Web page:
Outrageous accusations, toe-curling romance, confused identities, naked bodies – is it a Hollywood blockbuster? No, it’s the dear old construction industry …

Mr and Mrs Popular

I hear socialite Tamara Beckwith is readying herself to spend more time on site. Not because her TV career has hit the skids and she’s signed on at Wembley, but because she could be set to marry Italian construction heir Giorgio Veroni. According to the Daily Mail, her paramour has said: “I’ve been waiting until they finish building Wembley Stadium until I pop the question. It’s the only venue big enough to accommodate all our friends!” I have the same problem, Giorgio.

Change of partners

My hearing is not what it used to be (just wait till you’re 161). It would seem I misheard some tittle-tattle last week about Davis Langdon’s Rob Smith. I wrongly reported that he had paid £10,000 for a dance with Natasha Kaplinsky. Smith actually paid for his wife to dance with Kaplinsky’s dance partner Brendan Cole, while fellow partner Simon Johnson bagged lunch with Ms Kaplinsky. By all accounts, Smith was remarkably restrained that evening and even resisted bidding for lunch with the (almost) perpetually young Joan Collins – a snip at £6500. Note to self: get hearing tested.

Body talk is hot stuff

London 2012’s dream team was one man short when the Olympic masterplanning team gathered at London’s Royal College of Physicians last Wednesday. Allies and Morrison’s Bob Allies, HOK Sport’s John Barrow and the ubiquitous Jason Prior from EDAW all turned up for the public lecture, but Foreign Office Architects’ Alejandro Zaera-Polo was stuck in India with an ailment. This meant Prior, whose metier is strategic planning, was lumbered with explaining the visionary thinking behind Alejandro’s stadium designs, based on human muscles. As the screen flashed between images of taut six-packs and flowing bodies, the unassuming Prior appeared ill at ease. “I’m getting pretty hot under the collar talking about all this,” he confessed.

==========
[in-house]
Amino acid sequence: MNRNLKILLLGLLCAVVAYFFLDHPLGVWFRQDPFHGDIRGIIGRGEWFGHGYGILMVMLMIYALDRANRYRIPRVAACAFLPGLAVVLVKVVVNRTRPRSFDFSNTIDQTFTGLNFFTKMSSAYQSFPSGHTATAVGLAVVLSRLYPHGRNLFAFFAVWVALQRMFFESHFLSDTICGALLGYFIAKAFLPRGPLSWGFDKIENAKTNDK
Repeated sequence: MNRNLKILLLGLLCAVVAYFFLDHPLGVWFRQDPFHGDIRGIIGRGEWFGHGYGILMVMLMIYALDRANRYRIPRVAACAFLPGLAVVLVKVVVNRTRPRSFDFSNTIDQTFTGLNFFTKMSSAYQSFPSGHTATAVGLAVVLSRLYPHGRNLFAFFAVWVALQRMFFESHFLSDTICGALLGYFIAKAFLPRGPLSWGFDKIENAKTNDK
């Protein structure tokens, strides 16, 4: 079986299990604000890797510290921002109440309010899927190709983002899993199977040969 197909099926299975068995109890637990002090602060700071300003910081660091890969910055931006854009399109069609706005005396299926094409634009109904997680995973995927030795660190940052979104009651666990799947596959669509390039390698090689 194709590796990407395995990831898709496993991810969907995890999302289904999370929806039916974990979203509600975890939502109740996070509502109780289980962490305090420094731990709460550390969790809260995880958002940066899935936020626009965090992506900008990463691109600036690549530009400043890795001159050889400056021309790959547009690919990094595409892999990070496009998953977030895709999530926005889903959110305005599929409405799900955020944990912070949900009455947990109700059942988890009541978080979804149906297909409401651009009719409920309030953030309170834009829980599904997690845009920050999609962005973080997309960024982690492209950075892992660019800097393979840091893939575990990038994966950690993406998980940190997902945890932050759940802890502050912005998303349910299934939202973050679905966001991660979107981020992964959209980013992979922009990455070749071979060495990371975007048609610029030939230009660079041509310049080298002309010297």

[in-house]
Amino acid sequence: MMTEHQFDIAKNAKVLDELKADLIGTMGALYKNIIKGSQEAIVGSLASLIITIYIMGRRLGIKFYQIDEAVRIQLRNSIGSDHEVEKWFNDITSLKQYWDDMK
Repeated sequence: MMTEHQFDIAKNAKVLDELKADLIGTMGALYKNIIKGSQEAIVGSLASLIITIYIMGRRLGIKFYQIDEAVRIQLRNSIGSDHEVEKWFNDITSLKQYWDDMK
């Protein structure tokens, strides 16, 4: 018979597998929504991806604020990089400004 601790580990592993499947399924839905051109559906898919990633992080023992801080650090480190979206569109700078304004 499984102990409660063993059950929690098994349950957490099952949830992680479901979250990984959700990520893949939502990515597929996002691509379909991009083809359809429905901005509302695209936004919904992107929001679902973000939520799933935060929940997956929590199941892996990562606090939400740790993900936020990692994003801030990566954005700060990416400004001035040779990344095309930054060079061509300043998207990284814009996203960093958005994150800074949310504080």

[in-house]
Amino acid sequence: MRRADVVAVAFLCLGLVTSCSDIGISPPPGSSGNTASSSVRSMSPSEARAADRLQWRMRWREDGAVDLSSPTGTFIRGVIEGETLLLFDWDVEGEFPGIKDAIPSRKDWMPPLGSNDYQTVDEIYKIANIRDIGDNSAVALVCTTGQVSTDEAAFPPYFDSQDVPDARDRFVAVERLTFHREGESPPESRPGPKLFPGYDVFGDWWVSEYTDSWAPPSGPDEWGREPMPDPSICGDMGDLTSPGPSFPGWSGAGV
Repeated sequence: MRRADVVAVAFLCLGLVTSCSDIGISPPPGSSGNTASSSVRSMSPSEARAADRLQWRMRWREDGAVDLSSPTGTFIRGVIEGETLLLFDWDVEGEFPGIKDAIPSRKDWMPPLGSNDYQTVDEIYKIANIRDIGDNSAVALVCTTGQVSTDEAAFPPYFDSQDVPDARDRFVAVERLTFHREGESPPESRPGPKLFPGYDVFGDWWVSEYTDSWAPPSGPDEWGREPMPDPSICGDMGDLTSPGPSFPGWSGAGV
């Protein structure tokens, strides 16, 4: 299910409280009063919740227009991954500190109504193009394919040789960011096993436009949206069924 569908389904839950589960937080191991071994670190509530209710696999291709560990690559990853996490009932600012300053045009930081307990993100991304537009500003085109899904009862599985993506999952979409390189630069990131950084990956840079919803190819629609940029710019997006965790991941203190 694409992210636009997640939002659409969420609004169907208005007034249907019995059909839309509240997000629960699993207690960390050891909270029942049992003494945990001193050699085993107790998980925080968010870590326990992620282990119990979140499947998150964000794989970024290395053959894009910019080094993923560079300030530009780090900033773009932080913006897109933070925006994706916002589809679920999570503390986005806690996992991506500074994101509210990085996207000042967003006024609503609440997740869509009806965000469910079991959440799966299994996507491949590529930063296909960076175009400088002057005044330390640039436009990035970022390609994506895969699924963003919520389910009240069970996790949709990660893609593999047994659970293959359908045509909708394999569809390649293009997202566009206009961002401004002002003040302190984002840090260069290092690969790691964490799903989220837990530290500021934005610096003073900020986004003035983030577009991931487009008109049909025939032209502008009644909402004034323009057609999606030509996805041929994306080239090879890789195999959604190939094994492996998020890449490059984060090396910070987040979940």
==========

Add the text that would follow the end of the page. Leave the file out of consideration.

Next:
Let me qualify that …

Education secretary Charles Clarke may find himself in hot water with his bosses after some ill-judged words at a meeting on vocational training last week. Addressing delegates at the launch of the Qualifications and Curriculum Authority’s Framework for Achievement initiative, Clarke was keen to convey the unequivocal commitment of Tony Blair and Gordon Brown to improving Britain’s work-orientated learning. However, announcing that the pair had “no qualifications” in their support for reform may not have been the best choice of phrase.

What’s eating you?

I hear things got a little fractious at the ICE’s annual dinner in Edinburgh. Following splendid nosh, Marshall Scott, head of Balfour Beatty Scotland, had settled back to enjoy the speeches. First was Alex Neil, MSP for Central Scotland. Neil berated Balfour’s table for the building’s cost overruns. Problem was, it didn’t work on the parliament. Scott wasn’t happy. He elicited an apology from the ICE’s president but was prevented from obtaining more serious satisfaction from the MSP by the toastmaster who did a sterling job at calming the situation, despite being held by the lapels.